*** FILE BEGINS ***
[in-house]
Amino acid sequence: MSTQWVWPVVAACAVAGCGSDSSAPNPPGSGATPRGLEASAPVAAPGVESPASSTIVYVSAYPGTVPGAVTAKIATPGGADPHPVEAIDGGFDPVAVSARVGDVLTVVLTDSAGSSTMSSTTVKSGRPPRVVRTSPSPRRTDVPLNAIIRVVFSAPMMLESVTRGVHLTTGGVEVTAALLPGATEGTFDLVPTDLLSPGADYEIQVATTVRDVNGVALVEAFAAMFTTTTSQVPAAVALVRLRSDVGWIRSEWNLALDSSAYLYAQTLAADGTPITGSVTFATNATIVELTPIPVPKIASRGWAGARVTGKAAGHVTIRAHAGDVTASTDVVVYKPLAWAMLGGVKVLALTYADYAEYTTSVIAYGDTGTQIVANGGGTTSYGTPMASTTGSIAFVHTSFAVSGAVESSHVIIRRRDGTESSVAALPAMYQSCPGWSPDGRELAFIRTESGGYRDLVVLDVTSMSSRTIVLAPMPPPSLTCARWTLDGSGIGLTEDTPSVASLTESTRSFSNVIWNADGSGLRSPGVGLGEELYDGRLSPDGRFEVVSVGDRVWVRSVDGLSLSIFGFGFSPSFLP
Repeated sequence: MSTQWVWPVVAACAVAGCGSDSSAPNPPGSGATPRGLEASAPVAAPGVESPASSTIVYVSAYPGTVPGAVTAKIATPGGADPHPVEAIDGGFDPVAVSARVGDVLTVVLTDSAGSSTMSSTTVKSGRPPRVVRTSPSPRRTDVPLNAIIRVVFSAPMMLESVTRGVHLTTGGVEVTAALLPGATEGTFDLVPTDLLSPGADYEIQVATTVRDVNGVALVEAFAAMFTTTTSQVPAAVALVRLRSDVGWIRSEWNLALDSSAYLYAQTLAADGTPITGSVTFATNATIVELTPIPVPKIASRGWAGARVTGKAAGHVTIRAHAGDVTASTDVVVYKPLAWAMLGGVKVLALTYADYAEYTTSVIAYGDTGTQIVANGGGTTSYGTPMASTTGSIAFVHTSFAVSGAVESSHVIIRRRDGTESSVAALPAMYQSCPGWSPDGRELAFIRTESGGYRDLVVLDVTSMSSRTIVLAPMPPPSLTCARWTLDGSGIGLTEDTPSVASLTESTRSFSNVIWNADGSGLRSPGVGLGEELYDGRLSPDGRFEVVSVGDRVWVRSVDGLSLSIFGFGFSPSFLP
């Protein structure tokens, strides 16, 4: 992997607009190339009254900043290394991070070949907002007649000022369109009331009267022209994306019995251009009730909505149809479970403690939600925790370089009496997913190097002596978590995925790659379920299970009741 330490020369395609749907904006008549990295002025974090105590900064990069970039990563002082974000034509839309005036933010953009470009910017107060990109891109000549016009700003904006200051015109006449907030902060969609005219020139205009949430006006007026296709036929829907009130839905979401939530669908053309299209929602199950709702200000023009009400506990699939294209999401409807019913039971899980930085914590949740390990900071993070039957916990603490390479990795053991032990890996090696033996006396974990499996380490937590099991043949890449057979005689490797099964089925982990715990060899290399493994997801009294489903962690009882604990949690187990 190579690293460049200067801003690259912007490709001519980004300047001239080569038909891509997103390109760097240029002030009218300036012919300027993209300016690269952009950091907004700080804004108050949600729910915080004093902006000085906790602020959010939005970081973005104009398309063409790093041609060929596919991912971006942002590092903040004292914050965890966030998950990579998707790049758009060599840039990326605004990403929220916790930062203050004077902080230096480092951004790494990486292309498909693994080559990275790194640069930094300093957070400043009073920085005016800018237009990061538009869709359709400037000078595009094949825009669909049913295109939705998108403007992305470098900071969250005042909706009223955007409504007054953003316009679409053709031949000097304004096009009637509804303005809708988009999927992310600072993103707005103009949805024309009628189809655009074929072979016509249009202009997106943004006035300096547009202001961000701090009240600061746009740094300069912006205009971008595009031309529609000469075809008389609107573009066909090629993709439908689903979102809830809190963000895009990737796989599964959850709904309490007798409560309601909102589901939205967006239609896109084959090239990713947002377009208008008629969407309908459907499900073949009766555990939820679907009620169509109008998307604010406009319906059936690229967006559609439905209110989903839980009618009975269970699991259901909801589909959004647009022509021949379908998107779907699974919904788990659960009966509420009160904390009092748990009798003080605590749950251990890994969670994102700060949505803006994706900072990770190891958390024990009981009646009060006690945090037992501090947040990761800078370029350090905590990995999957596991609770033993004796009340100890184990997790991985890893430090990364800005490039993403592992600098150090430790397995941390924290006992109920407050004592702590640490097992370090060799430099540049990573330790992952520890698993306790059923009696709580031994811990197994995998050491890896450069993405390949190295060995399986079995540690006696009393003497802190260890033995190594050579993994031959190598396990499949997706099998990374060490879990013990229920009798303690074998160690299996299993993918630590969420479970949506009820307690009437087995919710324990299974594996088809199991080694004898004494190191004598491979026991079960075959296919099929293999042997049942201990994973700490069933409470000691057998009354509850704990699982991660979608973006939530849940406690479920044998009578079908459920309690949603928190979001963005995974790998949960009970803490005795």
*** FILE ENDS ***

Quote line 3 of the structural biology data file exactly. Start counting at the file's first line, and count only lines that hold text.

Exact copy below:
Repeated sequence: MSTQWVWPVVAACAVAGCGSDSSAPNPPGSGATPRGLEASAPVAAPGVESPASSTIVYVSAYPGTVPGAVTAKIATPGGADPHPVEAIDGGFDPVAVSARVGDVLTVVLTDSAGSSTMSSTTVKSGRPPRVVRTSPSPRRTDVPLNAIIRVVFSAPMMLESVTRGVHLTTGGVEVTAALLPGATEGTFDLVPTDLLSPGADYEIQVATTVRDVNGVALVEAFAAMFTTTTSQVPAAVALVRLRSDVGWIRSEWNLALDSSAYLYAQTLAADGTPITGSVTFATNATIVELTPIPVPKIASRGWAGARVTGKAAGHVTIRAHAGDVTASTDVVVYKPLAWAMLGGVKVLALTYADYAEYTTSVIAYGDTGTQIVANGGGTTSYGTPMASTTGSIAFVHTSFAVSGAVESSHVIIRRRDGTESSVAALPAMYQSCPGWSPDGRELAFIRTESGGYRDLVVLDVTSMSSRTIVLAPMPPPSLTCARWTLDGSGIGLTEDTPSVASLTESTRSFSNVIWNADGSGLRSPGVGLGEELYDGRLSPDGRFEVVSVGDRVWVRSVDGLSLSIFGFGFSPSFLP